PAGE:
Mega-dairies’ political influence in Salem has allowed them to push family farmers off the land, pollute Oregon’s air and water, threaten our climate, drain our water supplies and harm animal welfare.
Time and time again, Oregon has failed to improve regulations to rein in the harms of mega-dairies. In 2008, the Dairy Air Quality Task Force prepared a list of policy recommendations that would have resulted in significantly increased oversight of the industry, but Oregon legislators failed to enact a single recommendation from the task force. This inaction set the stage for one mega-dairy mess after another, including the disaster that unfolded with Lost Valley Farms.
In 2017, despite widespread public opposition, the Oregon Department of Agriculture approved the Lost Valley Farm mega-dairy to disastrous ends.
The Lost Valley Farm mega-dairy began violating its permit almost immediately after opening its doors, allowing manure pits and “mortality” storage to overflow, and forcing cows to stand in their own waste. It put our public health at risk and threatened our air and water. Oregon taxpayers paid the price for efforts by state agencies to deal with the facility’s problems. Lost Valley was a disaster — and a completely preventable one.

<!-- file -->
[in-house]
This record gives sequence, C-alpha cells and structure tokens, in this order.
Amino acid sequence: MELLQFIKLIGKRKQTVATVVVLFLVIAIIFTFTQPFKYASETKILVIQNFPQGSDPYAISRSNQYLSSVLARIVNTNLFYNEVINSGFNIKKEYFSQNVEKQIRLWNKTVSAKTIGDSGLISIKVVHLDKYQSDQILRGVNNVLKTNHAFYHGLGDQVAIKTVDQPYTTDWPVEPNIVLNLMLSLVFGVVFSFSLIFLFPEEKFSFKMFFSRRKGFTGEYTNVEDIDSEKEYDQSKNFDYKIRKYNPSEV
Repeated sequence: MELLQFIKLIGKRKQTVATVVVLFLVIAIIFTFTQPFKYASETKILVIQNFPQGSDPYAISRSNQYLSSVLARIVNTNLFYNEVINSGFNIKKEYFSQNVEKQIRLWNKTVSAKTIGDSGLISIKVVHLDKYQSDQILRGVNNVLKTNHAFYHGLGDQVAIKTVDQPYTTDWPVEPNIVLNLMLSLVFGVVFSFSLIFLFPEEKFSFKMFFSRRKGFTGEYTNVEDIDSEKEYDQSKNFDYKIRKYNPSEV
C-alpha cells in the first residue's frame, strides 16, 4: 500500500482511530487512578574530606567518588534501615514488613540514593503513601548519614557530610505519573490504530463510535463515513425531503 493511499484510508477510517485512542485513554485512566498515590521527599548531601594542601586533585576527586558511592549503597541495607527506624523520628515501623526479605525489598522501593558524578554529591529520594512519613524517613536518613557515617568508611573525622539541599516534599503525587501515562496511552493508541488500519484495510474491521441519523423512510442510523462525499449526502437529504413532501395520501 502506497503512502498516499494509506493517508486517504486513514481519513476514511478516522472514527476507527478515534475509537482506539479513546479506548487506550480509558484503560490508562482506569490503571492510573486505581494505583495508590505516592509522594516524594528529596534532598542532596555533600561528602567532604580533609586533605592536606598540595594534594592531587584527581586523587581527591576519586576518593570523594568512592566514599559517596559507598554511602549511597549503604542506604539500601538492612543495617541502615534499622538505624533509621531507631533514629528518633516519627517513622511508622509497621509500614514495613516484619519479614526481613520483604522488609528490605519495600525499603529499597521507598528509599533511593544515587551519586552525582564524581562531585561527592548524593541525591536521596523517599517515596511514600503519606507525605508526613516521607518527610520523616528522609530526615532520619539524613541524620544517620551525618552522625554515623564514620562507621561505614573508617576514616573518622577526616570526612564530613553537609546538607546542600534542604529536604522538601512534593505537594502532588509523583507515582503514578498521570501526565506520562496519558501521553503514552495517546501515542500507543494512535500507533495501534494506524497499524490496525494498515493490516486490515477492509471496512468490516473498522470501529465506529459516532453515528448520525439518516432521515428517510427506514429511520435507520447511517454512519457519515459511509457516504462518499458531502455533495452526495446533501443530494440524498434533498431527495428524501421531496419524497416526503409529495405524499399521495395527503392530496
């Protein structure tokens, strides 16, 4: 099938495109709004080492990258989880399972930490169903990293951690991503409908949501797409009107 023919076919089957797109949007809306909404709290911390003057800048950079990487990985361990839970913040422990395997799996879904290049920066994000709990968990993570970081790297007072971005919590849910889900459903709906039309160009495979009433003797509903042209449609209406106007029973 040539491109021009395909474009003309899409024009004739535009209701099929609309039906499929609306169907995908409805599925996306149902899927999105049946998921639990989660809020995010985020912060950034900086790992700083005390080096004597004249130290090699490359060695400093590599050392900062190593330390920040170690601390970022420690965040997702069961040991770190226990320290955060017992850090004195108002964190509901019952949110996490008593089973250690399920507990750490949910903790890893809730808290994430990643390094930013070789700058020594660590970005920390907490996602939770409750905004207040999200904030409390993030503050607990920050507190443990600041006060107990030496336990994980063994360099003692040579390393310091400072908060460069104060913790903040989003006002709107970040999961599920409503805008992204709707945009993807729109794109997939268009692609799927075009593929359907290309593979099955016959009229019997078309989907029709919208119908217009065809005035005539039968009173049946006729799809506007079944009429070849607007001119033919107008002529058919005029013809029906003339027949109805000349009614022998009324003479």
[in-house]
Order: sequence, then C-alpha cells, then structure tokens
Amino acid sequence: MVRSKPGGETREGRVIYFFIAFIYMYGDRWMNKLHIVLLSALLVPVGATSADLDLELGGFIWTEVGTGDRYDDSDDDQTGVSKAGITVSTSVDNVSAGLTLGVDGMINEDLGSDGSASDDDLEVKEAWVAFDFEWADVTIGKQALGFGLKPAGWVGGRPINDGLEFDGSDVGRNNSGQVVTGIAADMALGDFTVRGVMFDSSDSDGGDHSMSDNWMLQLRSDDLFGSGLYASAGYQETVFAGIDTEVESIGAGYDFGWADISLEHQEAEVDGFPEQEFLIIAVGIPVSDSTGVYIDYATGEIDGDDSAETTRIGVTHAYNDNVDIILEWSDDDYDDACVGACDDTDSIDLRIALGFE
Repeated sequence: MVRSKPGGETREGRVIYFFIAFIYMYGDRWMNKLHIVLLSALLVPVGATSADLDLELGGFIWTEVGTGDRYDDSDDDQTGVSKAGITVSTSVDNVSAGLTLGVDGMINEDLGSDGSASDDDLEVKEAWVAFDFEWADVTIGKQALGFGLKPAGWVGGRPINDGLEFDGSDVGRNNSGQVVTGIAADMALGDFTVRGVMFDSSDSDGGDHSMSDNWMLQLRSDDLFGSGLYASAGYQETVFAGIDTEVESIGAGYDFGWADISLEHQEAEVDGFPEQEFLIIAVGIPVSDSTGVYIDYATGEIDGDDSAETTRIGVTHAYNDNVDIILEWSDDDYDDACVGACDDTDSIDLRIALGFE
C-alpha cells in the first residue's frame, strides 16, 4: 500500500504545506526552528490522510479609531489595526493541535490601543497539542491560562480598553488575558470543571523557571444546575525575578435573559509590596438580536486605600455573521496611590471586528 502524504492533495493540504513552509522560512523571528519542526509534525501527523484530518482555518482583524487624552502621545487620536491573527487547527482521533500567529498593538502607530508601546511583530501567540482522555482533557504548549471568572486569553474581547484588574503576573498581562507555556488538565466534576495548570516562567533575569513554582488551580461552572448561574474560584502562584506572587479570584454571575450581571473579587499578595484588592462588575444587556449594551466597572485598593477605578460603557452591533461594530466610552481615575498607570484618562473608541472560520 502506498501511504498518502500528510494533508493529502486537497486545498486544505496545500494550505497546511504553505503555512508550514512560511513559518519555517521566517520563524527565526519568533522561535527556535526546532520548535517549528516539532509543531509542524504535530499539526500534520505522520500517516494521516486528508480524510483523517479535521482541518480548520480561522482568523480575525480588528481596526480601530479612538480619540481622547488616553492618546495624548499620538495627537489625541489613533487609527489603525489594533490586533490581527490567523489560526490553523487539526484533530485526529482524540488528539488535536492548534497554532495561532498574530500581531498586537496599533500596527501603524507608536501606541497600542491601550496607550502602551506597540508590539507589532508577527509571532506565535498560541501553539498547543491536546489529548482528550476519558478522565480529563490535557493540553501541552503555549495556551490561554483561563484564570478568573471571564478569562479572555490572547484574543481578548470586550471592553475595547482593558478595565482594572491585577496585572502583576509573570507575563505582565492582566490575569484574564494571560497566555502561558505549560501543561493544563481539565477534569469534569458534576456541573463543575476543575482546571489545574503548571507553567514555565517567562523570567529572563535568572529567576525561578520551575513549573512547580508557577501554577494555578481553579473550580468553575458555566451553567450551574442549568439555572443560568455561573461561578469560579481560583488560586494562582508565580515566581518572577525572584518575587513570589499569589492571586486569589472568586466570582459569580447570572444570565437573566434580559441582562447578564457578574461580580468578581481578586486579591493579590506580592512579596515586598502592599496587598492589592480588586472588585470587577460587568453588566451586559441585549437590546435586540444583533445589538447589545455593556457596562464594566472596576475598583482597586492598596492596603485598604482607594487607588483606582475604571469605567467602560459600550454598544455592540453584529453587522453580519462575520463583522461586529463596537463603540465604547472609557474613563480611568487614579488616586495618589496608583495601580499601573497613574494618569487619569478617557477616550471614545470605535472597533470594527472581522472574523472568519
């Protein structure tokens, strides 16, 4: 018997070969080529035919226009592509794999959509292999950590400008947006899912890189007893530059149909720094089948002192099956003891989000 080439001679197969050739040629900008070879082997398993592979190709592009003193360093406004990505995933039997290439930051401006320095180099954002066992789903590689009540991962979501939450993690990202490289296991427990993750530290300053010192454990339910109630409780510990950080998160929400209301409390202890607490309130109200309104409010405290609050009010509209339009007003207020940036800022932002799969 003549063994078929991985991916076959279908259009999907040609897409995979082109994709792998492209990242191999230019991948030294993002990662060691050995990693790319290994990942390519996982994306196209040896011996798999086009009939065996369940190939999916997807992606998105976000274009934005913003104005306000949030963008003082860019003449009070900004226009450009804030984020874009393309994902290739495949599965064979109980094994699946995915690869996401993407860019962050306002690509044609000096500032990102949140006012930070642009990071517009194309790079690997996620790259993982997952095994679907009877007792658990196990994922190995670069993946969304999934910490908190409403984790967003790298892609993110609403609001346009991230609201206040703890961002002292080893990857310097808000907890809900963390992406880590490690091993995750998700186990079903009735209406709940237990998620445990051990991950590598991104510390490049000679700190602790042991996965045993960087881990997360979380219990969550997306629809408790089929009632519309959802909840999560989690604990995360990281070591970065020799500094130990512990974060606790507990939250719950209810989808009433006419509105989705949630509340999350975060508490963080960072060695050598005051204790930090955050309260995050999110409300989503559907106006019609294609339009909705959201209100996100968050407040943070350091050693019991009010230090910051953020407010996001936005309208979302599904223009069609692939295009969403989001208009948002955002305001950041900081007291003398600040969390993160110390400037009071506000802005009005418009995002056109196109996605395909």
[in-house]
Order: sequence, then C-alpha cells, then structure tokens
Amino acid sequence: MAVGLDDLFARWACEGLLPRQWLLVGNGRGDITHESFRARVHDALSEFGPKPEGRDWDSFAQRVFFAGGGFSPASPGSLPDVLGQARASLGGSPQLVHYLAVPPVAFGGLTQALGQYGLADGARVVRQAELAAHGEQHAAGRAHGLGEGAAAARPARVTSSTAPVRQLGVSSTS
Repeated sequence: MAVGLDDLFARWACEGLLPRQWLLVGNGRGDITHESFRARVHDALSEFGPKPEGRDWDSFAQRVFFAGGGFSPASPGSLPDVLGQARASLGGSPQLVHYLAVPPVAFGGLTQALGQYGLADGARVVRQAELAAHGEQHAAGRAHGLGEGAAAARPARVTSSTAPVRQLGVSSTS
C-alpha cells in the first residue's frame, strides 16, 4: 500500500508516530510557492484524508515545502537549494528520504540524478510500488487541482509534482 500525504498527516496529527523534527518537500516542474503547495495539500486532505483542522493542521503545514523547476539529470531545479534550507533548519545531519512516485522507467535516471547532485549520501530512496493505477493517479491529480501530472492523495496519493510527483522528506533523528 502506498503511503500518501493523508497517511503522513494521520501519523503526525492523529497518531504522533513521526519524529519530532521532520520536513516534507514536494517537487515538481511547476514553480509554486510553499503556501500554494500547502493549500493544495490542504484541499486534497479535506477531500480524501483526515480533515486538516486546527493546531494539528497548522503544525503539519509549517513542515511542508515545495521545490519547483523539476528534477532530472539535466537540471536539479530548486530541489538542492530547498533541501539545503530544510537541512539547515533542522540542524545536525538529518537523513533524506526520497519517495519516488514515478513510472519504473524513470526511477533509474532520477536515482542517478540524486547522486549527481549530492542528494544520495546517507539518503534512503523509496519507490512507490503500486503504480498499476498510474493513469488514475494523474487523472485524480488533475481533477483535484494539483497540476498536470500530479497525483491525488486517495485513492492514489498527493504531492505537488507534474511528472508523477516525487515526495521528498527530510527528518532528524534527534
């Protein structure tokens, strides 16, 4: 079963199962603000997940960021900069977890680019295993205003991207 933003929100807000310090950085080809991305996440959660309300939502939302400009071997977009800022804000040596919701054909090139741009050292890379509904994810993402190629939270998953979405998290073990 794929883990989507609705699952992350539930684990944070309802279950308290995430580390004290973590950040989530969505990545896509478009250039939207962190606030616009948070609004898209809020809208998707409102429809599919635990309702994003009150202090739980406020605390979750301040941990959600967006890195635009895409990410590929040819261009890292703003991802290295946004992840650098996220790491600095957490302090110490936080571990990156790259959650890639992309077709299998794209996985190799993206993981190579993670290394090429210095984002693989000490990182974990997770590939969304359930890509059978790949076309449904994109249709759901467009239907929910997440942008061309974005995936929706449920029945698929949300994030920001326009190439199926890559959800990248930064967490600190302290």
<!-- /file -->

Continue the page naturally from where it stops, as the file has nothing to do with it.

The approval for permits for Lost Valley was a systemic failure, revealing Oregon’s inability to properly regulate mega-dairies.
Despite this, no action has since been taken to prevent Oregonians from the harms of mega-dairies. And now, the Oregon Department of Agriculture is considering allowing a new mega-dairy, Easterday Farms, to operate on the former Lost Valley Farm site.
Easterday Farms would house nearly 30,000 cows in an area where people’s drinking water is already contaminated by Big Ag pollution. We know industrial mega-dairies are unsafe. Mega-dairies cause mega-pollution, and Oregon doesn’t need any more of them. We cannot allow Oregon to become the next hotbed for factory farm production.